Lorraine Adams’ review of Matar warns readers not to confuse melodramatic populism with the sublimity of art. “The wonderfully original is anathema to most marketing campaigns, so don’t let anyone tell you, as publicists in Britain did… when In the Country of Men first appeared, that this is a Libyan Kite Runner,” Adams says. Matar’s “exceptional first novel… yields something rare in contemporary fiction: a sophisticated storybook inhabited by archetypes, told with a 9-year-old’s logic, written with the emphatic and memorable lyricism of verse… free of both cliché and padding.” (Lorraine Adams, “The Dissident’s Son,” The New York Times, March 4, 2007.)
Pankaj Mishra makes the most interesting of comparative suggestions. In praising Matar’s “clean supple prose, which vividly evokes days of idleness, long warm afternoons, the sensations of extreme heat, and the coolness of shuttered interiors,” Mishra says, “Matar resembles the lyrical Camus of The First Man.” After invoking Albert Camus, Matar’s fellow North African-born writer, Mishra adds that, given the “darkening ambiguities” of North Africa and its relation to the West, Matar’s first novel makes “Septimius Severus’s antique exhortation to learn from Europe look touchingly innocent.”
Ma Jian, Beijing Coma (2008).
One of the most ambitious books of the decade under review comes from China. Ma Jian’s Beijing Coma is an epic-sized novel that tells the story of what happened in Tiananmen Square in 1989, where the Chinese revolution not only ate its children, but subsequently attempted to wipe out the memories of the citizens of the world’s largest republic.
The London-based Ma Jian, a writer in his mid-50s, recreates the day-by-day developments of the largest, most sustained political demonstration against the Chinese Communist government in its history. The events, now two-decades old, involved a huge number of mostly young people, and began with a burgeoning camp-like occupation of Beijing’s main square in spring 1989 that gathered around a polystyrene replica of the Statue of Liberty. The extended protest was forcibly ended only in early June when the Chinese army crushed the demonstrators with tanks and guns, and killed a still unknown number of protesters. In a 2009 essay commemorating the twentieth anniversary of the events in Tiananmen Square, Ma says the massacre “killed thousands of unarmed citizens, and altered the lives of millions,” but the events seem “to be locked in the twentieth century, forgotten or ignored… The amnesia to which China has succumbed is not the result of natural memory-loss but of state-enforced erasure. China’s Communist regime tolerates no mention of the massacre.” (Ma Jian, “The great Tiananmen taboo,” The Guardian, June 2, 2009.)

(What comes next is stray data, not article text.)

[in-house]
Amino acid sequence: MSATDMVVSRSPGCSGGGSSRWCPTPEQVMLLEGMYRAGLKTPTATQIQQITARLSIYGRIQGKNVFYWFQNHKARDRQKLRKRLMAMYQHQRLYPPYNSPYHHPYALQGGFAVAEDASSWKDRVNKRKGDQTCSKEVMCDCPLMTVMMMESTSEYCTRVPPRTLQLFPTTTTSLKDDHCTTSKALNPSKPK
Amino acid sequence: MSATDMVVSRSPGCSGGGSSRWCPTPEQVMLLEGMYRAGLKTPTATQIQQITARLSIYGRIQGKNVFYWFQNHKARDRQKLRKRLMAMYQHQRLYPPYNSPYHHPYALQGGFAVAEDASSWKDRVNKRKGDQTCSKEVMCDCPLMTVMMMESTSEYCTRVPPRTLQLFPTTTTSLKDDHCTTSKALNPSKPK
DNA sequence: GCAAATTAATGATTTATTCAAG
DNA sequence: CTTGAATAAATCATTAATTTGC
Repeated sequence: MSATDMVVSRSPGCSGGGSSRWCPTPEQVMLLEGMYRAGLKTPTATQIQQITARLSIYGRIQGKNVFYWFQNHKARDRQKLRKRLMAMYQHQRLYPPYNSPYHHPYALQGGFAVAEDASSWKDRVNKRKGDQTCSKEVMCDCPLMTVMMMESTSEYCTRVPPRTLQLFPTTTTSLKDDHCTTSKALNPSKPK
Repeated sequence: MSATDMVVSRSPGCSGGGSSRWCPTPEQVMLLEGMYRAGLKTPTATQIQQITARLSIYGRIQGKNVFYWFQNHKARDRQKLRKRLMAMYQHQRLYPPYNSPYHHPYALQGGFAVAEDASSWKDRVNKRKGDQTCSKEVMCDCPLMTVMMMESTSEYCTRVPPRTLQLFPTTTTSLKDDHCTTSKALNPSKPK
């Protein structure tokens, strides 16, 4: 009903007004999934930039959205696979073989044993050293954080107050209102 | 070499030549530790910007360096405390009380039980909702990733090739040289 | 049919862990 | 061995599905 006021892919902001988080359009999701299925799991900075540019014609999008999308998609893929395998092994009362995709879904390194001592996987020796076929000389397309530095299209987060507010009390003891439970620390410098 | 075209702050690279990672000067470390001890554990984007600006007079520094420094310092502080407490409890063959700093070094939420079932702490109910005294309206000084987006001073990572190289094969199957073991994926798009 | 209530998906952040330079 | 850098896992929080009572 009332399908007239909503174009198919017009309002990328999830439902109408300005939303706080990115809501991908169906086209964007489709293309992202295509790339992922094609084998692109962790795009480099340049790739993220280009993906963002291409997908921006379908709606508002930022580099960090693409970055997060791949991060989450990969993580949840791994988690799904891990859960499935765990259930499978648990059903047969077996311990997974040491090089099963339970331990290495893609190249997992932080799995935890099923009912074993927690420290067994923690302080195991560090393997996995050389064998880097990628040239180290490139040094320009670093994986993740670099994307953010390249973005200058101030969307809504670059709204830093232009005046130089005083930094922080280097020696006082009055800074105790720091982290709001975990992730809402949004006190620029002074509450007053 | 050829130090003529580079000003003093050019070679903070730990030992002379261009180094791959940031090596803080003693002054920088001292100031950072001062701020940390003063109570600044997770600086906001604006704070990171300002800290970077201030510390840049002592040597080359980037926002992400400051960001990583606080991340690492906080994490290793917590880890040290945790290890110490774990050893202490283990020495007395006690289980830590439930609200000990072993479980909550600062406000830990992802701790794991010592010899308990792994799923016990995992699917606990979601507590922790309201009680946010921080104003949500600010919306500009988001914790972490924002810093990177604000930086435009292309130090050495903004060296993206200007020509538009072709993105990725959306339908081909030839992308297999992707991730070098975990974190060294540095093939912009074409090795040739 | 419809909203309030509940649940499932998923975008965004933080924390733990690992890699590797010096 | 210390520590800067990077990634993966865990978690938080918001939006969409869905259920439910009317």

Ma, already in disfavour with the regime as a result of his earlier book of stories, Stick Out Your Tongue, left China in 1987, “shortly before my books were banned there,” but he’s returned regularly ever since, and in 1989, “I was on Tiananmen Square with the students, living in their makeshift tents and joining their jubilant singing of the ‘Internationale’… They were pressing for dialogue with their Communist leaders, and ultimately for freedom and democracy.” Indeed, at one point during the giant sit-in, the Communist Party’s general secretary, Zhao Ziyang, visited the students and for a moment it seemed possible that the ending might have been different from what it turned out to be.
By happenstance, a few days before the violent denouement, Ma’s brother had an accident in their hometown of Qingdao and fell into a coma. “I immediately left Beijing to look after him, so I didn’t witness the massacre of 4 June,” Ma says, then adds, “Perhaps if I had, I would never have been able to write about it.”